Stoking the fire of Tapas

Two weeks of Primary Series teacher training is winding down at the Ashtanga Yoga Center, but as Tim Miller writes this week, it won’t be over until passing through three very intense final days.

We can attest to this. Bobbie’s done the two-week training, and we’ve both done the intense-in-a-different-way week in Tulum. (I sort of mean that tongue-in-cheek, except it really is intense. The warm Caribbean sands and water and the swaying palms do help moderate the intensity, a bit.) Bobbie also will be going to this summer’s two-week Second Series training, and I can note that I blocked off a week on my calendar to go down there, as well. (I may do some work during the day along with just lying on the beach. Additional note: My birthday will fall during that week. A good way to celebrate.)

The ideal of service, via exotricindiaart.com

What ultimately comes through, though — and anyone who’s had even a weekend workshop with Tim or was at the Confluence will have experienced this — is Tim’s dedication to his teaching. As if there was any doubt where that came from, here’s Tim:

Aside from Saturday, when I just teach only the five hour training session, and Sunday, when I just teach two classes from 8-12, I’ve been teaching for ten hours a day. Everyone keeps asking me if I’m tired—I’m really not tired. I’m having a great time, and feeling, as always, that I am doing exactly what I am supposed to be doing. Guruji loved teaching more than anything, and he was able to transmit some of that joy of teaching to me. He was very loving and funny, but also had a fierceness that could push you beyond your perceived limits—he could stoke the fire of Tapas like no one else. I always feel his presence very strongly during the training—as if he was overseeing the proceedings.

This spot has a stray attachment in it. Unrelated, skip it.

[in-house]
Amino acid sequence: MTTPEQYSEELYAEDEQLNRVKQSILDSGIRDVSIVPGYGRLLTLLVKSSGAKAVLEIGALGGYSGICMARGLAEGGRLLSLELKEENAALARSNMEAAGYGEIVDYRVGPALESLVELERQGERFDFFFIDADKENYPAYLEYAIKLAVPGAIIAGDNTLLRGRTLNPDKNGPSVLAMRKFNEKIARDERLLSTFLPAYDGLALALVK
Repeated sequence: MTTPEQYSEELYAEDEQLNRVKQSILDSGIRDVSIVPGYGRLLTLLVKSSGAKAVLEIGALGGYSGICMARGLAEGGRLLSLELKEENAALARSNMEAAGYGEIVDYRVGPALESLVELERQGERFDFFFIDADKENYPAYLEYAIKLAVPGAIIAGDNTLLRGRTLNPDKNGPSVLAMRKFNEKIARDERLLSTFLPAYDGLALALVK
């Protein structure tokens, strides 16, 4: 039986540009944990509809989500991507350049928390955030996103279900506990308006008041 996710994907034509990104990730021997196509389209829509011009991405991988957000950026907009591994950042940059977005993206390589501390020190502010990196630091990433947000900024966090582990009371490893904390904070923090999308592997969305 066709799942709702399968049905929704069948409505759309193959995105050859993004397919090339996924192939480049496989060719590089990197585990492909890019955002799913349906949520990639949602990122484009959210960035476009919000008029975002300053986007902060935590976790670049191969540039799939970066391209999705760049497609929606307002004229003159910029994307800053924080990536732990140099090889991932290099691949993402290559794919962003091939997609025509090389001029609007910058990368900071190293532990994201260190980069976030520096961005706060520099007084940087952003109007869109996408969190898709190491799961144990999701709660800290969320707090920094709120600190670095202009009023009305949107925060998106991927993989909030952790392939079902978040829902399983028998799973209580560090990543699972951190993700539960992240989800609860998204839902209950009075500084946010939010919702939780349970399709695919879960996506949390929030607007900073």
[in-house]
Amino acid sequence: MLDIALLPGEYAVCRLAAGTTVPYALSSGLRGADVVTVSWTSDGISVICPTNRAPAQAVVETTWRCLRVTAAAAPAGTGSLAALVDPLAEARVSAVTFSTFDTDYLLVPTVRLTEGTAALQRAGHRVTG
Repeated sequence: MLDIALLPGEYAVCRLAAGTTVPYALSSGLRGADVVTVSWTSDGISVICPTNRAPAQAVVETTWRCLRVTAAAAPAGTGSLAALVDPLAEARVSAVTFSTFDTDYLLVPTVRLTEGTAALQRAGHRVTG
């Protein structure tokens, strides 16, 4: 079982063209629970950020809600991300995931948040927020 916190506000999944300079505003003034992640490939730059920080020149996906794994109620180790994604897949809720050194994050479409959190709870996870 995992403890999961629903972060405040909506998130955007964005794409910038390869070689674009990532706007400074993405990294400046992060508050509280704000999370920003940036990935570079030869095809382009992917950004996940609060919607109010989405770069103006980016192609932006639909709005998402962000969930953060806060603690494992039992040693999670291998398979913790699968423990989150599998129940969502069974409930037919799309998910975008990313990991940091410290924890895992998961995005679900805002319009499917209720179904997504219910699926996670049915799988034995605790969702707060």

I’m avoiding quoting the weepy parts of Tim’s post because, well, Tim would understand. He’s seen me in those situations a few times now. I do want to pass on his appreciative nod to his assistants:

It has been particularly wonderful and helpful to have many of my teachers assisting in the training—Rich Mc Gowan, Holly Gastil, Marne Green, and Atsuro Chiba (who left for Japan today for three months). It’s great to have Rich back in the studio, assisting and drumming when we do kirtan—his energy is good and he looks great. He’ll be taking over most of Atsuro’s Mysore classes during his absence. I am very appreciative of the deep sense of humility that I feel from all these teachers. They have truly embraced the Hanuman ideal of Selfless Service and all the students are benefiting from their wisdom, experience and generosity of spirit.

Of that quartet, I know Holly by far the best. And I can attest that she certainly embraces the Selfless Service ideal. As much as all of the dedicated students at Tim’s or who keep returning to practice with him are wonderful demonstrations of Tim’s ability to pass on what Guruji taught him — and I should add a demonstration of what Tim has added into the mix, which is deep and vast — his teachers offer a different model for that, one I’m happy to echo and highlight.

Collectively, they make the Ashtanga Yoga Center what it is: wonderful.

But I’m biased. Still, if you ever have the chance to practice there, do.

Posted by Steve

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theconfluencecountdown

Two Ashtangis write about their practice and their teachers.

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